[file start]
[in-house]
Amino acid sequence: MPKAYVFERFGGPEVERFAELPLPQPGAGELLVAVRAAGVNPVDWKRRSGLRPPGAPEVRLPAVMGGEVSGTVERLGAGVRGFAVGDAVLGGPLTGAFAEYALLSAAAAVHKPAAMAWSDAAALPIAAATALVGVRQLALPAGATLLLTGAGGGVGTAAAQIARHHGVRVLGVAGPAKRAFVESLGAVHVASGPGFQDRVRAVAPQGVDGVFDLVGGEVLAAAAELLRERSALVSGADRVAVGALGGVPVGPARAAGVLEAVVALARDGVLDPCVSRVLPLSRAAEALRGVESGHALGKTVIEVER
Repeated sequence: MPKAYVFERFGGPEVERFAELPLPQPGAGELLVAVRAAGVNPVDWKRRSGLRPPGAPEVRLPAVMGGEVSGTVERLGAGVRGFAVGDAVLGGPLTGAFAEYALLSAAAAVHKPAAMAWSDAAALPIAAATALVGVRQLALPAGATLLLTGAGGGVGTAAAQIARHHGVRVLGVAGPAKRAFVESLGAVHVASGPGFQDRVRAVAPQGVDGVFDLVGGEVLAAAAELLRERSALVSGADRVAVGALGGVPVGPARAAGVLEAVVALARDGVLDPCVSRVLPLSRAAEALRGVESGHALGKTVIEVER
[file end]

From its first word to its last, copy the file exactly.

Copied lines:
[in-house]
Amino acid sequence: MPKAYVFERFGGPEVERFAELPLPQPGAGELLVAVRAAGVNPVDWKRRSGLRPPGAPEVRLPAVMGGEVSGTVERLGAGVRGFAVGDAVLGGPLTGAFAEYALLSAAAAVHKPAAMAWSDAAALPIAAATALVGVRQLALPAGATLLLTGAGGGVGTAAAQIARHHGVRVLGVAGPAKRAFVESLGAVHVASGPGFQDRVRAVAPQGVDGVFDLVGGEVLAAAAELLRERSALVSGADRVAVGALGGVPVGPARAAGVLEAVVALARDGVLDPCVSRVLPLSRAAEALRGVESGHALGKTVIEVER
Repeated sequence: MPKAYVFERFGGPEVERFAELPLPQPGAGELLVAVRAAGVNPVDWKRRSGLRPPGAPEVRLPAVMGGEVSGTVERLGAGVRGFAVGDAVLGGPLTGAFAEYALLSAAAAVHKPAAMAWSDAAALPIAAATALVGVRQLALPAGATLLLTGAGGGVGTAAAQIARHHGVRVLGVAGPAKRAFVESLGAVHVASGPGFQDRVRAVAPQGVDGVFDLVGGEVLAAAAELLRERSALVSGADRVAVGALGGVPVGPARAAGVLEAVVALARDGVLDPCVSRVLPLSRAAEALRGVESGHALGKTVIEVER